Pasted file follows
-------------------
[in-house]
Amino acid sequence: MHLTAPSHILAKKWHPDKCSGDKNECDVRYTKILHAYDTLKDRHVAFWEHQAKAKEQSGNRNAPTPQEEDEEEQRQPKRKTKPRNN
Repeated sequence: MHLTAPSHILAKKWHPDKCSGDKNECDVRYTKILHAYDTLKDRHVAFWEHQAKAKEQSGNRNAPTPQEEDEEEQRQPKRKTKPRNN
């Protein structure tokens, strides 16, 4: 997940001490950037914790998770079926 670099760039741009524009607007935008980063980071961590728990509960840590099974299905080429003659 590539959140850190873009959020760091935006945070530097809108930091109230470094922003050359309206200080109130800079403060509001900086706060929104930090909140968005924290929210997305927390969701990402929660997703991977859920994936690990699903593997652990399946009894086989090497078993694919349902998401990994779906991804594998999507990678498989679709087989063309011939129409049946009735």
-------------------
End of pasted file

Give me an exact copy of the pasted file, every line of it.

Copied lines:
[in-house]
Amino acid sequence: MHLTAPSHILAKKWHPDKCSGDKNECDVRYTKILHAYDTLKDRHVAFWEHQAKAKEQSGNRNAPTPQEEDEEEQRQPKRKTKPRNN
Repeated sequence: MHLTAPSHILAKKWHPDKCSGDKNECDVRYTKILHAYDTLKDRHVAFWEHQAKAKEQSGNRNAPTPQEEDEEEQRQPKRKTKPRNN
């Protein structure tokens, strides 16, 4: 997940001490950037914790998770079926 670099760039741009524009607007935008980063980071961590728990509960840590099974299905080429003659 590539959140850190873009959020760091935006945070530097809108930091109230470094922003050359309206200080109130800079403060509001900086706060929104930090909140968005924290929210997305927390969701990402929660997703991977859920994936690990699903593997652990399946009894086989090497078993694919349902998401990994779906991804594998999507990678498989679709087989063309011939129409049946009735």